Author Topic: Exploring New Music vs. Sticking to Preferences  (Read 3311 times)

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Online vandermolen

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Re: Exploring New Music vs. Sticking to Preferences
« Reply #20 on: June 07, 2020, 07:43:02 AM »
I've given this some more thought. It is unusual (possibly unprecedented) for me to go to bed at night thinking about a GMG Forum thread, but it was true in this case (your fault Andrei 😀).
As I mentioned in my earlier thread I have an older brother, who was seven when I was born. We were, and are, very close. He was, unlike his younger brother (me), a child prodigy - a genius. He could, and I'm sure this is true, draw a map of the world when he was tiny, maybe 2 and play chess, certainly he featured in national newspapers. He even had to have a special child psychiatrist to look after him - Dr Emmanuel Miller, father of the late playwright, director, comedian etc Johnathan Miller.  All this was before I was born. Much as I loved my dad, he never took anything very seriously, so I tended to gravitate to my brother with any worries, problems etc. My brother was/is the great Bruckner fan, so I grew up in the shadow of my brother and Bruckner. Luckily for me I saw my brother more as a father figure and (honestly) never recall being jealous of him and was, along with my parents, very proud of his achievements (First class degree from Cambridge etc). I do, however, recall him being envious of me when, as a 15 year old, when my brother was abroad, I attended, with a friend, what turned out to be a legendary performance of Jascha Horenstein conducting Bruckner's 8th Symphony at the Proms (subsequently released on a BBC CD). All I remember of the concert (which was in 1970) was a member of the audience asking my friend to stop sniffing. So, what's this got to do with anything here? Well, I think that it was important for me to find my own 'special composer' who wasn't Bruckner, to establish some kind of separate musical identity from my far cleverer older brother - which was, I think, where Vaughan Williams came to my rescue. I was quite obsessed with Vaughan Williams in those days and maybe the above, to some extent, explains why. He remains a very special composer to me but I think that, in my case, the reason why goes beyond the purely musical to some kind of existential consideration. Hope this makes some sense! Maybe it also, to some, extent explains why I felt, and still do feel, the need to discover 'neglected composers'. This thread has made me consider the psychological motivation behind my musical choices.  :)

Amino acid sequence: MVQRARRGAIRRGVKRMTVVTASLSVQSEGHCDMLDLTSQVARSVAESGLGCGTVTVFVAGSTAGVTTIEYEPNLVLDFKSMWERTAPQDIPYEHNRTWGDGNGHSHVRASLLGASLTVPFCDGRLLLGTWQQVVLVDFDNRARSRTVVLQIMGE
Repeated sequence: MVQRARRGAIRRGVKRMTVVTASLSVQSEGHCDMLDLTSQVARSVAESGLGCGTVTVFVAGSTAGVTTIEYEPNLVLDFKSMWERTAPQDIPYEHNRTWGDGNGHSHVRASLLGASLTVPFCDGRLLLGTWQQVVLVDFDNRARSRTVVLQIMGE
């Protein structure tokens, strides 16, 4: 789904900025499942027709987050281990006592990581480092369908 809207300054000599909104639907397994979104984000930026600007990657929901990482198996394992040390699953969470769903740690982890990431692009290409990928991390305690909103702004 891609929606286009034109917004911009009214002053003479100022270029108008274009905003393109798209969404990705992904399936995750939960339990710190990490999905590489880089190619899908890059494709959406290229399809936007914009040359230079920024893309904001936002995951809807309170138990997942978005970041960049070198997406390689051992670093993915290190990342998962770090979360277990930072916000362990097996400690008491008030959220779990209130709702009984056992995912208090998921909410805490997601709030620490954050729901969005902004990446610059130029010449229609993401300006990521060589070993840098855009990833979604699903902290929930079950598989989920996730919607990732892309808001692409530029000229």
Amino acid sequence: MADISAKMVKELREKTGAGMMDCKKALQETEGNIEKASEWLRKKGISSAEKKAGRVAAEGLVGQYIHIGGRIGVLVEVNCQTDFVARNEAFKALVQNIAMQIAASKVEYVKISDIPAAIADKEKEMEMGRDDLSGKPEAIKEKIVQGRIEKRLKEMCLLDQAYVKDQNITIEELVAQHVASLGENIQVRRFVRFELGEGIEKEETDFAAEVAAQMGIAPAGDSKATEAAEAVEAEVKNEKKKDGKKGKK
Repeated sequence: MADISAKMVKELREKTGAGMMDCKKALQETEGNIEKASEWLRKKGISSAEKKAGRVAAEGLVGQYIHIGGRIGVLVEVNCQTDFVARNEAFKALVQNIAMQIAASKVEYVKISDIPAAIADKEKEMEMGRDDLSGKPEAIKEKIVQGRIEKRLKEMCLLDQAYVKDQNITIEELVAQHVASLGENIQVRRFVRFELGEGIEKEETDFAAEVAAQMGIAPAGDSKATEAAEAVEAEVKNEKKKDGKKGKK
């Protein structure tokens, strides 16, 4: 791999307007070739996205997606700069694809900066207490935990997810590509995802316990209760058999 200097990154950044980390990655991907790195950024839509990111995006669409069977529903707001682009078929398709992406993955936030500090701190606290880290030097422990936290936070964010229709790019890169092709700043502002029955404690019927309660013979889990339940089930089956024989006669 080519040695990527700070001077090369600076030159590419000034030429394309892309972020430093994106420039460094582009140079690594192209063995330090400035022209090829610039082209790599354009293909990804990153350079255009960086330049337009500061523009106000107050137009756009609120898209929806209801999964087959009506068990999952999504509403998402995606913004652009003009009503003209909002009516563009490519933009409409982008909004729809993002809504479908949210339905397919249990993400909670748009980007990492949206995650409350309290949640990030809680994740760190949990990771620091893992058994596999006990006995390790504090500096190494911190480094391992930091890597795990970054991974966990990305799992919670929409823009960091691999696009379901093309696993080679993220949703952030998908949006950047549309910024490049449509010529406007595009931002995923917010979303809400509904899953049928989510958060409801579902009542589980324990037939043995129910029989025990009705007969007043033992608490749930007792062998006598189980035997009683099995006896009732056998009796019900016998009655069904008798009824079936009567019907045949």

« Last Edit: June 07, 2020, 07:46:29 AM by vandermolen »
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Offline Florestan

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Re: Exploring New Music vs. Sticking to Preferences
« Reply #21 on: June 07, 2020, 07:46:46 AM »
I've given this some more thought. It is unusual (possibly unprecedented) for me to go to bed at night thinking about a GMG Forum thread, but it was true in this case (your fault Andrei 😀).

Well, I'm glad I piqued your interest twice in a month (first with the porn ladies and now with this).  ;)

Quote